Best Books | Publishers Weekly : Publishers WeeklyWe all love numbers, rankings, and lists; herald the best of anything, and we're seduced. At PW, we get to pick the books published this year that stayed with us, that we talked up, handed around, and of course argued about among ourselves. The reviews staff was generally crazy for Eugenides's The Marriage Plot , and Ann Patchett's bestselling State of Wonder got on for being just terrific, while Tina Fey Bossypants is our celebrity who can write. We paid tribute to the big guns taking on the big guns: Robert Massie's Catherine the Great , Paul Hendrickson's Hemingway's Boat , and Christopher Hitchens being himself in Arguably , his collected essays. Like many of the heroines of the Victorian novels she favors, Madeline Hanna, Brown University class of English major, must choose between men: the hungry wanderer Mitchell Grammaticus or the brilliant but troubled Leonard Bankhead.
Best books of 2011: The Top 10 fiction and nonfiction titles from The Plain Dealer
The Goodreads Choice Awards have three rounds of voting open to all registered Goodreads members. Winners will be announced December 07, Voting opens to 15 official nominees, and write-in votes can be placed for any eligible book see eligibility below. The top five write-in votes in each of the categories become official nominees. Additional write-ins no longer accepted. The field narrows to the top 10 books in each category, and members have one last chance to vote! Books published in the United States in English, including works in translation and other significant rereleases, between December 27, , and November 30, , are eligible for the Goodreads Choice Awards.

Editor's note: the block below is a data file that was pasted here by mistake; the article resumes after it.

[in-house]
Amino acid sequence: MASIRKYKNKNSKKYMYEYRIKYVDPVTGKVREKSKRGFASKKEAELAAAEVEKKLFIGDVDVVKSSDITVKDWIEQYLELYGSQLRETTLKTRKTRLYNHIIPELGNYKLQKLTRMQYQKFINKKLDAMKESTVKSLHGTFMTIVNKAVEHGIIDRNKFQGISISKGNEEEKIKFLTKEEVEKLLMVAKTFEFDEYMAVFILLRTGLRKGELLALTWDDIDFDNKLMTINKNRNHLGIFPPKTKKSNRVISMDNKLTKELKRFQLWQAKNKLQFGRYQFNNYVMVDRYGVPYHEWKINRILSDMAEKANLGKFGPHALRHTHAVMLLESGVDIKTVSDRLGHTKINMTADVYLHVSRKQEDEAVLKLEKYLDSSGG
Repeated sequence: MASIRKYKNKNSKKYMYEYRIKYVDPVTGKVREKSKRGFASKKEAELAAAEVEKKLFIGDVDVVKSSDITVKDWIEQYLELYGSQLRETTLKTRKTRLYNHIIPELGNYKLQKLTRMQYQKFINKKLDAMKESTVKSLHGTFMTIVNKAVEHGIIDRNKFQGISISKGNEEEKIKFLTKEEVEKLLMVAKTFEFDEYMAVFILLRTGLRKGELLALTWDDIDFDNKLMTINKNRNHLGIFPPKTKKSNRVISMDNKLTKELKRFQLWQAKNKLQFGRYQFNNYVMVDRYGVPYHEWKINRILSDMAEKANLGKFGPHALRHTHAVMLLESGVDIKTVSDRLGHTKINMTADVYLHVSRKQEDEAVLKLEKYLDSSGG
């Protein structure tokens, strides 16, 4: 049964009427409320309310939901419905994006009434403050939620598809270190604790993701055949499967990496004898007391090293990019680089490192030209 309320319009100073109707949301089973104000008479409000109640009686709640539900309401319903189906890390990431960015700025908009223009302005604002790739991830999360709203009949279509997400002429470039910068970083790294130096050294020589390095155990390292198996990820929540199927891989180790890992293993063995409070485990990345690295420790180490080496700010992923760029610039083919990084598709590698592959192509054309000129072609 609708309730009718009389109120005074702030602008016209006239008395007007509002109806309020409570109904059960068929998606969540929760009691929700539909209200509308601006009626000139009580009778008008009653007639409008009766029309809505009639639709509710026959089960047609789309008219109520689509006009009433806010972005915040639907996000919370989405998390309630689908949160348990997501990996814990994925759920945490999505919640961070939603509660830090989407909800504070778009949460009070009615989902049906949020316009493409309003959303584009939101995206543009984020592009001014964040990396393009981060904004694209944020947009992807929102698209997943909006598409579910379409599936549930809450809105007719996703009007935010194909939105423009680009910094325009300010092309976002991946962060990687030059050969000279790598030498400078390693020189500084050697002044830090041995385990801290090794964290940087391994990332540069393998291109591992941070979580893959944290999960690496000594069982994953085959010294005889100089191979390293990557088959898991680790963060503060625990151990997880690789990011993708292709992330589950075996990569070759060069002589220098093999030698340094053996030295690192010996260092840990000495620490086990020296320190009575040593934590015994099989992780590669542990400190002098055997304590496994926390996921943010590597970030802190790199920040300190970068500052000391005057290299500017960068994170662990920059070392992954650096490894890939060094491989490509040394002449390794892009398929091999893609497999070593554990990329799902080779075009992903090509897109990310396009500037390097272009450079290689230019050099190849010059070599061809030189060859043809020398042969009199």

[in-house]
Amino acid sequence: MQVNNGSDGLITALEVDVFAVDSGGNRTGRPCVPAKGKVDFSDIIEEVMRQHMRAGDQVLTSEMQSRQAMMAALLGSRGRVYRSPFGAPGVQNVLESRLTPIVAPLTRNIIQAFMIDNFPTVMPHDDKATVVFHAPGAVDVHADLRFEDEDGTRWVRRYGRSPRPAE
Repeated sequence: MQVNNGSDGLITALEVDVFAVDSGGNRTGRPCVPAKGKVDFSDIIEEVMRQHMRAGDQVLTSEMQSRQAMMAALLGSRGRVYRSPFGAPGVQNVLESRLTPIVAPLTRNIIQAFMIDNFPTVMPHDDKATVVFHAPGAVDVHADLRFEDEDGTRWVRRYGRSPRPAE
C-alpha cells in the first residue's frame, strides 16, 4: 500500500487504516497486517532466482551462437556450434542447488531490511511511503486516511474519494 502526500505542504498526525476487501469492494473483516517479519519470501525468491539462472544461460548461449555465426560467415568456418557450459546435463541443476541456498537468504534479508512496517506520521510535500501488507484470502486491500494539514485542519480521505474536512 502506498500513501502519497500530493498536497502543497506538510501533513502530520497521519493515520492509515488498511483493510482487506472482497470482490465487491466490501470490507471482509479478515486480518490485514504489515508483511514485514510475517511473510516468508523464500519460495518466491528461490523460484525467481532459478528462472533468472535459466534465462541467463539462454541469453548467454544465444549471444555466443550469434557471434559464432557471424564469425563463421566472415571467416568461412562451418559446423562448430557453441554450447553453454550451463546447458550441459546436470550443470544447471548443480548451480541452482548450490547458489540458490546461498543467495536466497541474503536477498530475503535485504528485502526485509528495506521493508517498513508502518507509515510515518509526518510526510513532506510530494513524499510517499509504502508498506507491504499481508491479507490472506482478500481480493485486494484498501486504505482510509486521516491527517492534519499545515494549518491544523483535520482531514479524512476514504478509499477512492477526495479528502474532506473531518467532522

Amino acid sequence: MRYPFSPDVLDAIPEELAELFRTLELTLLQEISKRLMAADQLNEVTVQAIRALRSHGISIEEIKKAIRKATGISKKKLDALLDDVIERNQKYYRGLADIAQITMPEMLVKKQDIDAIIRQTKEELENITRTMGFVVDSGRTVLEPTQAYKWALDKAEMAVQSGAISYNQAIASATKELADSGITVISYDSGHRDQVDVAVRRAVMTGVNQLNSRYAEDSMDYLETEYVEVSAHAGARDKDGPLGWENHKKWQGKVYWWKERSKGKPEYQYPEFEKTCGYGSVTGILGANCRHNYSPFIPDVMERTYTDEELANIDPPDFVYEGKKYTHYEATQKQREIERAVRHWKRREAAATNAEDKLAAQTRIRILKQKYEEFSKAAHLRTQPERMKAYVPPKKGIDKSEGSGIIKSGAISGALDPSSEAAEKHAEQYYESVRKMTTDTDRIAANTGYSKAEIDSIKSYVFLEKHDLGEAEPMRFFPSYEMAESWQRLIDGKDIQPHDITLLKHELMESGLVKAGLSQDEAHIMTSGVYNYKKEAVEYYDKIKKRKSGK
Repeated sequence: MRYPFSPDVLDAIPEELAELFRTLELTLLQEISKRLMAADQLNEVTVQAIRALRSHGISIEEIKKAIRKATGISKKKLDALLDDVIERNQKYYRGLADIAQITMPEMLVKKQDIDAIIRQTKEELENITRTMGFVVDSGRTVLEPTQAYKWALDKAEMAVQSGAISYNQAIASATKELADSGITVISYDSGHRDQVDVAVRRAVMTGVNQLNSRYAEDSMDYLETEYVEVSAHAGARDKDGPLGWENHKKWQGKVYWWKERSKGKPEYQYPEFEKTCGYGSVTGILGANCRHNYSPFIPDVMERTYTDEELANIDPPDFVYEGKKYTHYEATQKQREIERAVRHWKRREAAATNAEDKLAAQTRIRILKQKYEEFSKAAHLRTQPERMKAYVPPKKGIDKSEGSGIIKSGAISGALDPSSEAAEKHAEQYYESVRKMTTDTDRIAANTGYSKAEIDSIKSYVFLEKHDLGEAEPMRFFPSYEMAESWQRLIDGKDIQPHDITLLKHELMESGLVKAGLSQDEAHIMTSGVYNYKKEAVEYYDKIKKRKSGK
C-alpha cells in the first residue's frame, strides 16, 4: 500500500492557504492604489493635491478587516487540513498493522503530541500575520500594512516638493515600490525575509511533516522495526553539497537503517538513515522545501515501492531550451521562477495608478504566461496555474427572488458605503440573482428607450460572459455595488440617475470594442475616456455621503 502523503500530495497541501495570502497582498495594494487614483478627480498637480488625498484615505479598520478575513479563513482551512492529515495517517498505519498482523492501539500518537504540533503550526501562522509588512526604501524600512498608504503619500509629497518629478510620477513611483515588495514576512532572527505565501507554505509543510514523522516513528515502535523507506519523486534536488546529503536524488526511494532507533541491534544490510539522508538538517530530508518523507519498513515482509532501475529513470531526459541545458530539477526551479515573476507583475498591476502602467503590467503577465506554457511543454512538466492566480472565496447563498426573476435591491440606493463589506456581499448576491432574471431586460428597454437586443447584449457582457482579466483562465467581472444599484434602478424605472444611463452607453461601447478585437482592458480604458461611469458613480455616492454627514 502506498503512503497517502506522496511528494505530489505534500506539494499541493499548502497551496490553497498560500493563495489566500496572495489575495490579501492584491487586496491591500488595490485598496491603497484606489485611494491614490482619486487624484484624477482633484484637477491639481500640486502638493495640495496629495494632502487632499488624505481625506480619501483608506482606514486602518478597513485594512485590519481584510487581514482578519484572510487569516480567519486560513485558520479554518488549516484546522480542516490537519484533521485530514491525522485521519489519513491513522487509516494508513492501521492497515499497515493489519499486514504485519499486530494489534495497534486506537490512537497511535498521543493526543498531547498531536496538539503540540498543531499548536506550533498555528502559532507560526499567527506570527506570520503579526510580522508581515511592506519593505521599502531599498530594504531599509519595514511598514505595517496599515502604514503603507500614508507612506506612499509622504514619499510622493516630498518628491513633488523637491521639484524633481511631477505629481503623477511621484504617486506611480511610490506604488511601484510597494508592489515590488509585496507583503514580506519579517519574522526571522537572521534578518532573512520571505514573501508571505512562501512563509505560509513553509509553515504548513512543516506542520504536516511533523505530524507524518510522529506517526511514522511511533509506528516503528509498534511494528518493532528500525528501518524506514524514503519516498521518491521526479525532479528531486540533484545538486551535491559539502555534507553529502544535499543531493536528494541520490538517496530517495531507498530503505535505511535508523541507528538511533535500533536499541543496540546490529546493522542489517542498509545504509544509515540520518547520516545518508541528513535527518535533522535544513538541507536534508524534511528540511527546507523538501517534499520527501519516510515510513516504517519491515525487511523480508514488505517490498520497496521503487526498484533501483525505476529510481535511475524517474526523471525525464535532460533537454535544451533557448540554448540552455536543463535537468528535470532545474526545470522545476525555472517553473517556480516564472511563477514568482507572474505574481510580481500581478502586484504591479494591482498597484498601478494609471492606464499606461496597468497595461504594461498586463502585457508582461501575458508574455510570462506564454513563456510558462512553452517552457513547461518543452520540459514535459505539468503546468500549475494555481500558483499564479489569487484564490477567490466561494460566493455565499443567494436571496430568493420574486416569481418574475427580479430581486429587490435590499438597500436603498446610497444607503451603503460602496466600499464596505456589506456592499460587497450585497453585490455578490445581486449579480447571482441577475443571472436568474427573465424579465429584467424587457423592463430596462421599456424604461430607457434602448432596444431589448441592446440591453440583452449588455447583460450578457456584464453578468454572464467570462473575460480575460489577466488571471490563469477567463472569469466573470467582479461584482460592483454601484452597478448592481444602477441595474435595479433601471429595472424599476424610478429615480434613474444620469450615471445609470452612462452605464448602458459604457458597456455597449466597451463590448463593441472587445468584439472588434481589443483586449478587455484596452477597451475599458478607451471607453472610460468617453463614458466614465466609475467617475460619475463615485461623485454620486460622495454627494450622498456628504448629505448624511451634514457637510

Semifinal Round: Nov 15 - 21
Choosing is hard enough. - This has been the year of the paperback, with old books seeing off new ones, says John Dugdale.
A good book -- perhaps a cheerful fire -- and a stretch of time are bound to reward and replenish. Here are our selections for the best books of , choices that can sustain a reader through a long winter's night, and bring pleasure to a new year. Binocular Vision. Subtle, incisive and often funny -- "The cantor's a baritone, not bad if you like phlegm" -- these 34 short stories are a marvel. Often set in a fictional Boston suburb, Godolphin, a place "not so much out of fashion as beyond its reach," this is fiction of the first rank. The Buddha in the Attic. Writing in the plural "we," Otsuka follows these farm workers, maids and clerks in such incantatory prose that she lifts each detail like a razored hymn.
Choosing our 10 Best Books of the Year was not an arbitrary process, but neither was it a scientific one. How could it be, when the editors here, like all readers, respond subjectively to any work of fiction or nonfiction? The one guideline for the 10 was that they had to have been reviewed in our pages sometime in the past 12 months. By Chad Harbach. At a small college on the Wisconsin side of Lake Michigan, the baseball team sees its fortunes rise and then rise some more with the arrival of a supremely gifted shortstop. By Stephen King. Throughout his career, King has explored fresh ways to blend the ordinary and the supernatural.
For boys of a certain big-collared vintage, Evel Knievel was the epitome of awesome, an action figure come to life and then changed back into an action figure, a plastic hero on his plastic motorcycle. He was also a drunk, a womanizer, a fink, a liar, a criminal, and, as Montville writes, "some crazy son of a bitch. So much of what Knievel said about himself and what others said about him was untrue, it's hard to know which parts were Bob, which parts were Evel, and which parts were the product of pure imagination. And so Montville is left to navigate through the fiction and clutter to find the truth about the man so many of us kept on our shelves. Here it is: Knievel might have been an abusive, lousy, blackhearted creep, but no one ever doubted the size of his stones.